Since coming on the scene in 2013 Grand Rapids Area Black Businesses (GRABB) has been elevating the community’s awareness of Black businesses and the State of Black businesses.
Grand Rapids Area Black Businesses (GRABB) is an Economic Development social enterprise. GRABB works to foster an economy that creates prosperity and supports the revitalization of predominantly Black neighborhoods. GRABB expands opportunities for Black businesses in the Metro Grand Rapids area by assisting them with acquiring three form of capital (Social, Intellectual and Financial) and creating awareness for Black businesses. GRABB is empowering the Black business community that is leading to meaningful and beneficial economic growth and sustainability.
GRABB works closely with current and aspiring entrepreneurs to regardless of what stage or phase they’re at. With the goal to enhance, and expand the Black business community. We believe that creating vibrant business districts anchored by Black businesses is vital in raising the quality of life for families in economically depressed predominantly Black neighborhoods in Metro Grand Rapids and beyond.
Currently, Black-owned businesses are scattered throughout the city and surrounding areas in places likes Cascade, Wyoming, and Kentwood. By creating defined business districts in predominately Black neighborhoods, it will provide black-owned businesses with a base to attract customers, employees and regional support. It also will create a sense of togetherness and reinvigorate community pride back to marginalized neighborhoods.
The median income of Whites households is $77,000 and African Americans is $22,000. Out of nearly 16,000 businesses in Kent County, MI only 6% are owned by African Americans. A Forbes article (http://www.forbes.com/sites/joelkotkin/2015/01/15/the-cities-where-african-americans-are-doing-the-best-economically/2/#11f1dbca394d) from last year ranked Grand Rapids 51 out of 52 as worst places economically for African Americans. In predominately Black neighborhoods in Grand Rapids, MI the unemployment rate is 53% (W K Kellogg Foundation Data) and nearly 45% of Blacks live at or below poverty line (USC Professor Manuel Pastor). GRABB is working to holistically improve economic conditions in the Black neighborhoods in the Metro Grand Rapids area.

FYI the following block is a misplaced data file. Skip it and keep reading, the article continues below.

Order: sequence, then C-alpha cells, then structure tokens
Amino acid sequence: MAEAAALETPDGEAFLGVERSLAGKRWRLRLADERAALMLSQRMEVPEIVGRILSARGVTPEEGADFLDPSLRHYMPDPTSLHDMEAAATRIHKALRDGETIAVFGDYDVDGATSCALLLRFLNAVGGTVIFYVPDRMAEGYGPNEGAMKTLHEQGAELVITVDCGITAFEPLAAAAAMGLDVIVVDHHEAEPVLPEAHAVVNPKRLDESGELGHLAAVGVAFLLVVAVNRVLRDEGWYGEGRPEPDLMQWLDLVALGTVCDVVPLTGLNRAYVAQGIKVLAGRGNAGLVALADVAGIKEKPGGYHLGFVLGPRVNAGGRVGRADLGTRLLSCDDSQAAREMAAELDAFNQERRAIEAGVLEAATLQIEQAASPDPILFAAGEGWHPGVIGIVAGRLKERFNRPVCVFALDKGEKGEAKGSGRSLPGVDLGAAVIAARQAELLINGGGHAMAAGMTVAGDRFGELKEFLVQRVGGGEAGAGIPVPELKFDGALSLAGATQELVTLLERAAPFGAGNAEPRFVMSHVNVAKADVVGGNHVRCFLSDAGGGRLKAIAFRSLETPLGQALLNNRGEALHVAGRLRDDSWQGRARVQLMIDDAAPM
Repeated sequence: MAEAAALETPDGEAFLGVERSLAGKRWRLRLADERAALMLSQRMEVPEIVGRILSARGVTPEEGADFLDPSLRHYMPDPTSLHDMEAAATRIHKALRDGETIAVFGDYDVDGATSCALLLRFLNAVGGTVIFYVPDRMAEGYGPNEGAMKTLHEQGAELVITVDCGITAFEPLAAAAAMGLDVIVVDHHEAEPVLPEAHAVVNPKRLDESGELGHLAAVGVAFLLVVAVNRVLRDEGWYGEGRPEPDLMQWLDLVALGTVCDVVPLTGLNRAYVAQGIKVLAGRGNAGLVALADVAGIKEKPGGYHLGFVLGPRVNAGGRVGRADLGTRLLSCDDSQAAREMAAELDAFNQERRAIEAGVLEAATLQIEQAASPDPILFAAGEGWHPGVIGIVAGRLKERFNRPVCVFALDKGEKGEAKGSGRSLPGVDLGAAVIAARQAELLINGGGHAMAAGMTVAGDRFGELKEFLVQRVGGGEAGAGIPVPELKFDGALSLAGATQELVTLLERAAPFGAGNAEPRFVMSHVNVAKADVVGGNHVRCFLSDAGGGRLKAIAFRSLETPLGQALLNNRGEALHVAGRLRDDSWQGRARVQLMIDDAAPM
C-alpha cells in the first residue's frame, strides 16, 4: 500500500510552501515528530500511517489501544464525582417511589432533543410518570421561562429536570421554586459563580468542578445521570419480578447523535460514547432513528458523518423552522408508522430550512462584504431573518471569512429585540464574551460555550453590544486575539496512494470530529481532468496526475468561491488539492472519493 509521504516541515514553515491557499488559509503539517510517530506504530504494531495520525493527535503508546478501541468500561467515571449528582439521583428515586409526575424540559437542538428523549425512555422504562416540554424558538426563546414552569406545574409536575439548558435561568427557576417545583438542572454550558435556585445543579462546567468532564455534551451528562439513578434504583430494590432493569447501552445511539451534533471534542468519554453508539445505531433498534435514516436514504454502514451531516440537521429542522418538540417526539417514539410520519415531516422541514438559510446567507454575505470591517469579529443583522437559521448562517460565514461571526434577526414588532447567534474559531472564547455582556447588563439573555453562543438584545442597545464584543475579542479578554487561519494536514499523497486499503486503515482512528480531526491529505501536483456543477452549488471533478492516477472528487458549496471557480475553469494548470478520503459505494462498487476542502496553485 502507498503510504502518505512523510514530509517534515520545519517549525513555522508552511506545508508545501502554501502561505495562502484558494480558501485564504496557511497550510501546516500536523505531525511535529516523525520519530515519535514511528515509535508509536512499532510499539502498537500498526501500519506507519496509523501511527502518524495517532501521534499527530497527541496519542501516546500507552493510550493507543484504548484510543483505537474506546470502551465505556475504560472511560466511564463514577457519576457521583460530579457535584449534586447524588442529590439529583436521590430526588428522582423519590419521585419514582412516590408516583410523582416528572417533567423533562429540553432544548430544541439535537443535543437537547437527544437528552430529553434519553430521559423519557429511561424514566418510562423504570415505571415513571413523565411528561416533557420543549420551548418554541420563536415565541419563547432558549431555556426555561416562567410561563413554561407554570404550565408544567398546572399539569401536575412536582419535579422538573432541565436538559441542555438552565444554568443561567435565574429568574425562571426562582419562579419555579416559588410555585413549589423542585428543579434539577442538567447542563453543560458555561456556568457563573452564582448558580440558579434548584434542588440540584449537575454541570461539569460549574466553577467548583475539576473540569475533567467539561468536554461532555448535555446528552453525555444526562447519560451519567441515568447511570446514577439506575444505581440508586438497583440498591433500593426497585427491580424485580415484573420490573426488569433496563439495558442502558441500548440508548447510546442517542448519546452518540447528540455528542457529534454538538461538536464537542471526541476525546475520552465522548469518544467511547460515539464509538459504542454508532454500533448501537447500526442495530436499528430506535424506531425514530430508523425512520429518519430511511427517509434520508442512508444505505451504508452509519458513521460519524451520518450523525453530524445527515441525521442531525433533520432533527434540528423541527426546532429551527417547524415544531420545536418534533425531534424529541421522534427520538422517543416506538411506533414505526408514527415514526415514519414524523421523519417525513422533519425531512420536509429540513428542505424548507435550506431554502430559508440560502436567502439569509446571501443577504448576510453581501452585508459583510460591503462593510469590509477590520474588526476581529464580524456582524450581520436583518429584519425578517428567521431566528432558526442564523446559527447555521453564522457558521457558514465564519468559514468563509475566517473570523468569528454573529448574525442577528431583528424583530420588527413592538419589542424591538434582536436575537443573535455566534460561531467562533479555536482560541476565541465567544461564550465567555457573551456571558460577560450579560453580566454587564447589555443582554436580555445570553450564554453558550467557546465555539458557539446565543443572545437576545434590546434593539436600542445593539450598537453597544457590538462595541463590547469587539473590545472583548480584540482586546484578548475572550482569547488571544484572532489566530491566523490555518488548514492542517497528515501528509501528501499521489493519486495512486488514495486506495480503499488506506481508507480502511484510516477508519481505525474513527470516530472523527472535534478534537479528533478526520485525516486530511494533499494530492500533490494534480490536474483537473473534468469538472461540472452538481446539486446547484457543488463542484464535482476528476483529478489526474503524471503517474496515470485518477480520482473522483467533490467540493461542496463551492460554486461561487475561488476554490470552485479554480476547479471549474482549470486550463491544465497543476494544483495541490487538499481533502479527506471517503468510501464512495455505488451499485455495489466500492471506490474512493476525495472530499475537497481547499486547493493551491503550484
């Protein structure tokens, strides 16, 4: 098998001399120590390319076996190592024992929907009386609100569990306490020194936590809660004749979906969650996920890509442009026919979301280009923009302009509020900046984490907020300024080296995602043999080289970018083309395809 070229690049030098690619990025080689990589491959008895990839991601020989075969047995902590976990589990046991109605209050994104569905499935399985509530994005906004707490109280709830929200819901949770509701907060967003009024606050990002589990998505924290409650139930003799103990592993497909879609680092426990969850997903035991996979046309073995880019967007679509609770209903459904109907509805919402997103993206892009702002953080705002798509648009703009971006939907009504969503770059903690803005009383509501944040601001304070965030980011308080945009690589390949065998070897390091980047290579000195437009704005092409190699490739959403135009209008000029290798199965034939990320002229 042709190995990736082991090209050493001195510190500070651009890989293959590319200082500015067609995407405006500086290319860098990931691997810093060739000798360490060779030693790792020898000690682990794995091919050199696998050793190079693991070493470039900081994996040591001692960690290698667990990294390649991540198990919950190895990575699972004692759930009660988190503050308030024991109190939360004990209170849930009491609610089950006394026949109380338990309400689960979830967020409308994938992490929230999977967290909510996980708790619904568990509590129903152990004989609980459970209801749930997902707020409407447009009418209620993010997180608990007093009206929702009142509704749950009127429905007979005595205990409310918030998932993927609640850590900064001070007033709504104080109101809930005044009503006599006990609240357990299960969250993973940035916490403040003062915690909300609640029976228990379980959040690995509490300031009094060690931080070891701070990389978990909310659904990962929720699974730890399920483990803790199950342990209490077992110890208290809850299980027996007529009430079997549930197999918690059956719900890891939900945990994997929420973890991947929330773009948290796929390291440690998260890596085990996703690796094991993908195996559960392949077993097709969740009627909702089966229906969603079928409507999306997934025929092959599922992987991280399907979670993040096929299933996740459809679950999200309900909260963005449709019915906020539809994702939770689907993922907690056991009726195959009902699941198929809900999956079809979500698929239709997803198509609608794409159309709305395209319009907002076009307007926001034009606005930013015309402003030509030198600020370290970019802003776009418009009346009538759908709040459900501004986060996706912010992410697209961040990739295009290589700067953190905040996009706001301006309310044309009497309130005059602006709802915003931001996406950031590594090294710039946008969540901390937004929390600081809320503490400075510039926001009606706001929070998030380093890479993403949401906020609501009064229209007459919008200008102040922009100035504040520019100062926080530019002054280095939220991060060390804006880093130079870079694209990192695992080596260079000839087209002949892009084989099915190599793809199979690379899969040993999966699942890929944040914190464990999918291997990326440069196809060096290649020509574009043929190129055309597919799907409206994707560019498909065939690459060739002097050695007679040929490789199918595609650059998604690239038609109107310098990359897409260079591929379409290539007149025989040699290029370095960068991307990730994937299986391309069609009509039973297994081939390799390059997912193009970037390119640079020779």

Duplication is often viewed negatively but in the business community especially in the Black community it’s necessary with the amount of dollar’s leaking out. In order to redirect and recycle a good percentage of the dollar’s leaving our neighborhoods we must create and launch 100’s of both lifestyle and high growth businesses.
GRABB is shifting to the next phase of our strategic plan in order to address these extreme disparities in our community.
This year we will be launch several new programs including our GRABB & Go Business Development Series. Our GRABB & Go Business Development Series is designed to provide Black entrepreneurs with information and Hands-on help from experienced and knowledgeable entrepreneur/professionals about growing and sustaining their businesses. Through GRABB’s business series, entrepreneurs will learn best practices and strategies on everything from cash management, product development, sales and marketing to becoming capital ready. Experienced entrepreneur talks and expert workshops provide additional opportunities to learn—and share what they know.
We will also be rolling our Next Culture Series. Next Culture is a platform for influencers, doers, creatives and tri-sector leaders (Social, Public and Private) to have engaging public conversations focused on Entrepreneurialism, Community Building and Placemaking. Next Culture is about the people, ideas, organizations and businesses sharing information on what they are currently working on, why and how it’s transforming our city.
This next phase for Grand Rapids Area Black Businesses is an important one as we are creating structural and institutional change by increasing the number of sustainable neighborhood Black businesses that will build wealth and ensuring that economic policies are either leveraged, changed or created that are able to be equitably accessed by entrepreneurs.
Again, we believe that creating vibrant business districts anchored by Black businesses is vital in raising the quality of life for families in economically depressed predominantly Black neighborhoods in the Metro Grand Rapids and beyond.